Child Custody Arrangements - Find the parenting plan that works for you

Child Custody - Find the right parenting plan for you.

With so many types of custody arrangements, below is a list of some of the more common types. Remember that these are brief descriptions and they do not cover all aspects of each custody arrangement.


50/50 custody, also known as joint physical custody, refers to a custody arrangement in which both parents share equal time and responsibility for the upbringing of their child or children. In this arrangement, the child spends an equal amount of time with both parents. It is aimed at promoting shared parenting and allows both parents significant involvement in their child's life. Decisions regarding the child's education, health care, and other important matters are typically made by both parents.


A 2-2-5 custody schedule, also known as a 2-2-5-5 schedule, is a type of rotating custody arrangement commonly used in co-parenting situations. In this schedule, the child spends two days with one parent, two days with the other parent, and then five days with the first parent before the rotation repeats. Here's a breakdown of how it typically works:

The child stays with parent A for two days (Monday and Tuesday), then switches to parent B for two days (Wednesday and Thursday). Friday, the child returns to parent A for five days (Friday, Saturday, Sunday, Monday, Tuesday). The child will then return to parent B for five days starting on Wednesday, Thursday, Friday, Saturday, and Sunday.

This pattern continues to repeat, with the child alternating between both parents for shorter periods and spending a longer block of time with each parent every other week. The 2-2-5 schedule aims to provide regular and consistent contact with both parents while also ensuring the child has time to settle into a routine with each parent during their longer stretches.


Co-parenting refers to a parenting arrangement in which divorced, separated, or unmarried parents work together collaboratively to raise their child or children. Rather than one parent having primary custody while the other has limited involvement, co-parenting aims to ensure both parents actively participate in parenting and decision-making. Co-parents often share responsibilities such as childcare, education, healthcare, discipline, and other aspects of raising a child. Effective co-parenting typically involves open communication, mutual respect, and a focus on the well-being and best interests of the child. While it can require effort and cooperation from both parents, co-parenting facilitates a stable and nurturing environment for the child despite the separation or divorce of the parents.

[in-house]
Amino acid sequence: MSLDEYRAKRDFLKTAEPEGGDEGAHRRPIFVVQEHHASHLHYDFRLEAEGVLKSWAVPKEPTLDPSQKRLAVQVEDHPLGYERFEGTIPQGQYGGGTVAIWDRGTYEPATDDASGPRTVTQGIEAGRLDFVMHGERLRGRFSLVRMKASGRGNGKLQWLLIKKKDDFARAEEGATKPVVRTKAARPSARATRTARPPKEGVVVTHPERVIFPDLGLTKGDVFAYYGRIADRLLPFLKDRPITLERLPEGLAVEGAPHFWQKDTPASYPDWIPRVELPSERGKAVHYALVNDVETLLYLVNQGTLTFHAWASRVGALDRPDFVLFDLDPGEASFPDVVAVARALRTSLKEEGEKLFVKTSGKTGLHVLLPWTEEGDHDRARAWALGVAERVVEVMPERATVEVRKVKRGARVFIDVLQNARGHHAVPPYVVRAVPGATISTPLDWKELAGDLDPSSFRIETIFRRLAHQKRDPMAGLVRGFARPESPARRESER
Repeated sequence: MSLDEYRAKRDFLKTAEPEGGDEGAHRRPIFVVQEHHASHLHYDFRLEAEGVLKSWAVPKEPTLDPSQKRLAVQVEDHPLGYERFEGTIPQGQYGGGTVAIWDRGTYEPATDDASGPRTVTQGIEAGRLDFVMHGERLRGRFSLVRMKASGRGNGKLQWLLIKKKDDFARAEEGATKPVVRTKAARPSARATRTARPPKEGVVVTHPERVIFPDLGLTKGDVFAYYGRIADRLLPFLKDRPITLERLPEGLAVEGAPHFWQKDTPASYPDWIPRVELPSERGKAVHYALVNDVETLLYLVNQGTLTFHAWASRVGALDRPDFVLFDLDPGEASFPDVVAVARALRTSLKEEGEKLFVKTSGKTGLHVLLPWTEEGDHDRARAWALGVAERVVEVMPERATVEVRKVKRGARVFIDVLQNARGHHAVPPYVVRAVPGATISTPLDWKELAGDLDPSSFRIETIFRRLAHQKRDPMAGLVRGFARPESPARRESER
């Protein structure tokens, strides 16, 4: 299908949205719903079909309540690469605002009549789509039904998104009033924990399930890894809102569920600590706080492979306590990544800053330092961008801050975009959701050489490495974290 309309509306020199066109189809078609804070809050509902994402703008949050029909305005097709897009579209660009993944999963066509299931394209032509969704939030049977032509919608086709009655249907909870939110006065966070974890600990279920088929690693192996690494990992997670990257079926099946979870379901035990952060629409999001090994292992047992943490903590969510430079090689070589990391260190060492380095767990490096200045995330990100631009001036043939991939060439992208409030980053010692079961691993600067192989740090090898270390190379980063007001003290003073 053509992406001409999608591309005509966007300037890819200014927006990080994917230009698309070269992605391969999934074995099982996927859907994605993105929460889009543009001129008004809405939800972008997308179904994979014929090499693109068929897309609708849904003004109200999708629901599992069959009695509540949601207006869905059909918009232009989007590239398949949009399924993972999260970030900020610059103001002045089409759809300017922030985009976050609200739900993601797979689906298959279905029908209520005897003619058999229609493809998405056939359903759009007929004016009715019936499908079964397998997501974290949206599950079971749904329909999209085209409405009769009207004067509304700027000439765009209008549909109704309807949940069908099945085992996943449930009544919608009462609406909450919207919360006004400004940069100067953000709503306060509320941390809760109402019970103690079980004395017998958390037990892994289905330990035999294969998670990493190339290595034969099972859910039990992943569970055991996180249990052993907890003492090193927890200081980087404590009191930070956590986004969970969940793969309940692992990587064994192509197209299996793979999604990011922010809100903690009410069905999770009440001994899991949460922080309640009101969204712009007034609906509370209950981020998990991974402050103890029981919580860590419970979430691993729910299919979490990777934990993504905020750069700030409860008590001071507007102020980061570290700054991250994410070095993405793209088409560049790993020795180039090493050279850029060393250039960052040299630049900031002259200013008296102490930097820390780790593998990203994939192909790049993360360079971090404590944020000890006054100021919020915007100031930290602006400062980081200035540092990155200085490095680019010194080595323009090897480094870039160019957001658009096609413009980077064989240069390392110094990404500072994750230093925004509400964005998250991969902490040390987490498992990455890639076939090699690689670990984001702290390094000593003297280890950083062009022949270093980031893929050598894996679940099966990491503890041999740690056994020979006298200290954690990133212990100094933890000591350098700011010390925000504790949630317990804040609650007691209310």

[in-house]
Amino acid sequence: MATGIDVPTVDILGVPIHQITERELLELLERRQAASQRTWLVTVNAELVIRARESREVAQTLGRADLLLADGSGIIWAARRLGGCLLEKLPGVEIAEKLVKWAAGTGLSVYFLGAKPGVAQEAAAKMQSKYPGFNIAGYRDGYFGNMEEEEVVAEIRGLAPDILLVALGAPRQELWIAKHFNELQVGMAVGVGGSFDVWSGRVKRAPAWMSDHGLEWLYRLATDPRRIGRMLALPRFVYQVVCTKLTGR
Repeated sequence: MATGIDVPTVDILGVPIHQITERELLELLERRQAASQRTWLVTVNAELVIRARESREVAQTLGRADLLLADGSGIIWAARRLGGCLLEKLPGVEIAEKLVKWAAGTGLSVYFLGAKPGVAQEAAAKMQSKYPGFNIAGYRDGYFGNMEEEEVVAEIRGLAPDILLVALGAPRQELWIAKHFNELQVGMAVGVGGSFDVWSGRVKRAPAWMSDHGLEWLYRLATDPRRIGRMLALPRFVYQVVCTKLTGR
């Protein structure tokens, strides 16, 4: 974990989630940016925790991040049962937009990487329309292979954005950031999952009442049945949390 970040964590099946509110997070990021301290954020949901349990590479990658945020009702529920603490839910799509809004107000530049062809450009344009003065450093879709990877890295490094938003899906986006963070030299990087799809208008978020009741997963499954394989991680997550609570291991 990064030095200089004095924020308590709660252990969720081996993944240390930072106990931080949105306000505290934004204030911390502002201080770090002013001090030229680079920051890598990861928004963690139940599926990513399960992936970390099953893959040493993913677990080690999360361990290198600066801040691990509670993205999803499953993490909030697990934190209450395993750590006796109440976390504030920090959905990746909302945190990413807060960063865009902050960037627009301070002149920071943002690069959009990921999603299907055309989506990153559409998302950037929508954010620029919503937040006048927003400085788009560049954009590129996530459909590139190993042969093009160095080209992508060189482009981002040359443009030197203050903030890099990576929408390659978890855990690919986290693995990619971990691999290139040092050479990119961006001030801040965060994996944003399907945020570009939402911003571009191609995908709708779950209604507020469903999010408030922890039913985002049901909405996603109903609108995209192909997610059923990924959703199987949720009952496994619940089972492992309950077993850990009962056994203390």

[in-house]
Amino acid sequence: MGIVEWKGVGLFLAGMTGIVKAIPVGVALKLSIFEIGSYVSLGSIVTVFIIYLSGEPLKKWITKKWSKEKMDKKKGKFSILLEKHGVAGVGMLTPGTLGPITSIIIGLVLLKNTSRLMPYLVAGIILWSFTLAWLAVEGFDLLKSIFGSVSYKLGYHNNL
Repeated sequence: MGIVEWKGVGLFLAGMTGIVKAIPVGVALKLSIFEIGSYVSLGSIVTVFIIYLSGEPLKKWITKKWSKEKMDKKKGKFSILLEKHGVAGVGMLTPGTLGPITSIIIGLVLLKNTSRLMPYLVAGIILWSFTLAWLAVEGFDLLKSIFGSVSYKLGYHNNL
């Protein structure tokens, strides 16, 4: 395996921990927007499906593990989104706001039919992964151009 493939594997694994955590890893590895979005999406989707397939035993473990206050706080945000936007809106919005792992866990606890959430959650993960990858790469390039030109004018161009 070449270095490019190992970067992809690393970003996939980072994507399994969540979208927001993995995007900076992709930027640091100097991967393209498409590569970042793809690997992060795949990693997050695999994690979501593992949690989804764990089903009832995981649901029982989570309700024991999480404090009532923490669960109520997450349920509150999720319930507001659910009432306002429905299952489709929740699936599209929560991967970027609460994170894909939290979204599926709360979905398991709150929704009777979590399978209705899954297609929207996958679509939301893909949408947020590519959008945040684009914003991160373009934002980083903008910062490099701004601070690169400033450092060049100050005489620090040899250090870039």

A one week on, one week off custody schedule is relatively common in custodial arrangements. It is known as a 7/7 or 50/50 custody schedule. In this arrangement, the child spends one week with one parent and then switches to spend the following week with the other parent. This schedule provides equal amounts of time with each parent and allows for consistency and routine in the child's life. It can be particularly beneficial when both parents live relatively close to each other or have joint decision-making responsibilities.


In this arrangement, one parent is granted primary physical custody and legal responsibility for the child, while the other parent may have limited visitation rights or supervised visitation, if applicable.


This arrangement is typically used when there are two or more children involved. Each parent is awarded physical custody of at least one child. For example, one parent may have custody of one child, while the other parent has custody of the remaining child or children.


This arrangement focuses on maintaining stability and consistency for the child by allowing them to stay in the family home while the parents take turns living there. The parents rotate in and out of the family home according to an agreed-upon schedule.


This approach is utilized in high-conflict situations where effective co-parenting is challenging. Parents have limited direct contact and communication, with a strict focus on following a detailed parenting plan or schedule.

Please keep in mind that custody arrangements vary depending on jurisdiction and individual circumstances. If you have any questions regarding any of the parenting plans or what plan might best suit your family’s needs, please feel free to call our office for a consultation with one of our attorneys. Every family is different and the custody arrangements should always be made with the child’s best interests at heart.

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